APRIL 7-12, 1862.-Raid on Confederate line of communications between Chattanooga, Tenn., and Marietta, Ga.
LIST OF REPORTS
No. 1.-Report of the Judge-Advocate-General U. S. Army.
No. 2.-Letter from Major General Don Carlos Buell, U. S. Army.
No. 3.-Miscellaneous Confederate reports and correspondence.
No. 1 Report of the Judge-Advocate-General U. S. Army.
March 27, 1863.
SIR: I have the honor to transmit for your consideration the accompanying depositions of Corps. William Pittenger, Company G, Second Regiment Ohio Volunteers; Private Jacob Parrott, Company K, Thirty-third Regiment Ohio Volunteers; Private Robert Buffum, Company H, Twenty-first Regiment Ohio Volunteers; Corp. William H. Reddick, Company B, Thirty-third Regiment Ohio Volunteers, and Private William Bensinger, Company G, Twenty-first Regiment Ohio Volunteers, taken at this office on the 25th instant, in compliance with your written instructions, from which the following facts will appear:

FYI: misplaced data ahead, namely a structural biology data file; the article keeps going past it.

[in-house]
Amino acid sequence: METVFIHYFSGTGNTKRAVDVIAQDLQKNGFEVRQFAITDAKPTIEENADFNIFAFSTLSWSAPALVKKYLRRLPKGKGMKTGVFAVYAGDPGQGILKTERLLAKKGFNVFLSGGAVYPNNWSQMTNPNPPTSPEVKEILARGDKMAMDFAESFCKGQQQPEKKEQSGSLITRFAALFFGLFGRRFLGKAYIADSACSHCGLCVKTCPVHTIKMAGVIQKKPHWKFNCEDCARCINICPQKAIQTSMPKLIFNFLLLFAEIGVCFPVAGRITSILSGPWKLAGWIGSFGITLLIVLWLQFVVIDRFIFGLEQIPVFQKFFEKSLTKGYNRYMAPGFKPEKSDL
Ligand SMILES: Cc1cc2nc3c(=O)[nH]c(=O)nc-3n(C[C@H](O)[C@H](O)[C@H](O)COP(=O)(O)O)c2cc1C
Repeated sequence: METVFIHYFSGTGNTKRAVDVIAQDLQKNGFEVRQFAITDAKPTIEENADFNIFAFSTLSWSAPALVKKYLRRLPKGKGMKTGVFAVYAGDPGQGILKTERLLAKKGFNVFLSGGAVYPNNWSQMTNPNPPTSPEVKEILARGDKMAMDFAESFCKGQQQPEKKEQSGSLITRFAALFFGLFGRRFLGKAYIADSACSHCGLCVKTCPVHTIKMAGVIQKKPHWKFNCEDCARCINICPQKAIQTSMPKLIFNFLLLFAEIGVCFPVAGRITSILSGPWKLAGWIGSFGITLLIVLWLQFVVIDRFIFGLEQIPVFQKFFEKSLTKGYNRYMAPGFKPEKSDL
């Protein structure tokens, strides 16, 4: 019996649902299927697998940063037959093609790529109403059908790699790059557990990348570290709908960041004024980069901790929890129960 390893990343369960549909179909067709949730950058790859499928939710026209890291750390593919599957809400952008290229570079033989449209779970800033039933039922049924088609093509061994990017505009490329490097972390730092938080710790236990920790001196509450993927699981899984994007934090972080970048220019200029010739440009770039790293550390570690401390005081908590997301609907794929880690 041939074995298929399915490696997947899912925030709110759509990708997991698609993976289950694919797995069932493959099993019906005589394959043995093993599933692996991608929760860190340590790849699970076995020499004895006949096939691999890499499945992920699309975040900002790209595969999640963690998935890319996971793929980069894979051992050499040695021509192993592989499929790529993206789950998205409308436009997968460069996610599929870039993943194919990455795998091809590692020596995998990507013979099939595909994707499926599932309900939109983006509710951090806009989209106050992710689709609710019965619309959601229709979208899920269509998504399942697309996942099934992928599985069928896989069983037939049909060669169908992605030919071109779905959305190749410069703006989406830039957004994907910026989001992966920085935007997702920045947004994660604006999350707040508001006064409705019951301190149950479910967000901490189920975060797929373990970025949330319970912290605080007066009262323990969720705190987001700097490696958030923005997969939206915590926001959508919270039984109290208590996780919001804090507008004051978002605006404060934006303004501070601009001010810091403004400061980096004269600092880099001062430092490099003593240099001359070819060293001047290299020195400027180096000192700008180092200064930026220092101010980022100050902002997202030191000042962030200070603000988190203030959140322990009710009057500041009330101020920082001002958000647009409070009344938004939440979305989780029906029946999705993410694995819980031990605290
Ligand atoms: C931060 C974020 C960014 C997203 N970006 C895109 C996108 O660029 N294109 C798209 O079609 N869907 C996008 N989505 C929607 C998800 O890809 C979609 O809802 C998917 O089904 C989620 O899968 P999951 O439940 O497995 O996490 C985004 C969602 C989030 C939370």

These non-commissioned officers and privates belonged to an expedition set on foot in April, 1862, at the suggestion of Mr. J. J. Andrews, a citizen of Kentucky, who led it, and under the authority and direction of General O. M. Mitchel, the object of which was to destroy the communications on the Georgia State Railroad between Atlanta and Chattanooga. The mode of operation proposed was to reach a point on the road where they could seize a locomotive and train of cars and then dash back in the direction of Chattanooga, cutting the telegraph wires and burning the bridges behind them as they advanced until they reached their own lines. The expedition consisted of 24 men, who, with the exception of its leader, Mr. Andrews, and another citizen of Kentucky, who acted on the occasion as the substitute of a soldier, had been selected from the different companies for their known courage and discretion. They were informed that the movement was to be a secret one, and they doubtless comprehended something of its perils, but Mr. Andrews and Mr. Reddick alone seem to have known anything of its precise direction or object. They, however, voluntarily engaged in it, and made their way in parties of two and three, in citizens' dress, and carrying only their side-arms, to Chattanooga, the point of rendezvous agreed upon, where 22 out of the 24 arrived safely. Here they took passage, without attracting observation, for Marietta, which they reached at 12 o'clock on the night of April 11. The following morning they took the cars back again towards Chattanooga, and at a place called Big Shanty, while the engineer and passengers were breakfasting, they detached the locomotive and three box-cars from the train, and started at full speed for Chattanooga. They were now upon the field of the perilous operations proposed by the expedition, but suddenly encountered unforeseen obstacles. According to the schedule of the road, of which Mr. Andrews had possessed himself, they should have met but a single train on that day, whereas they met three, two of them being engaged on extraordinary service. About an hour was lost in waiting to allow these trains to pass, which enabled their pur-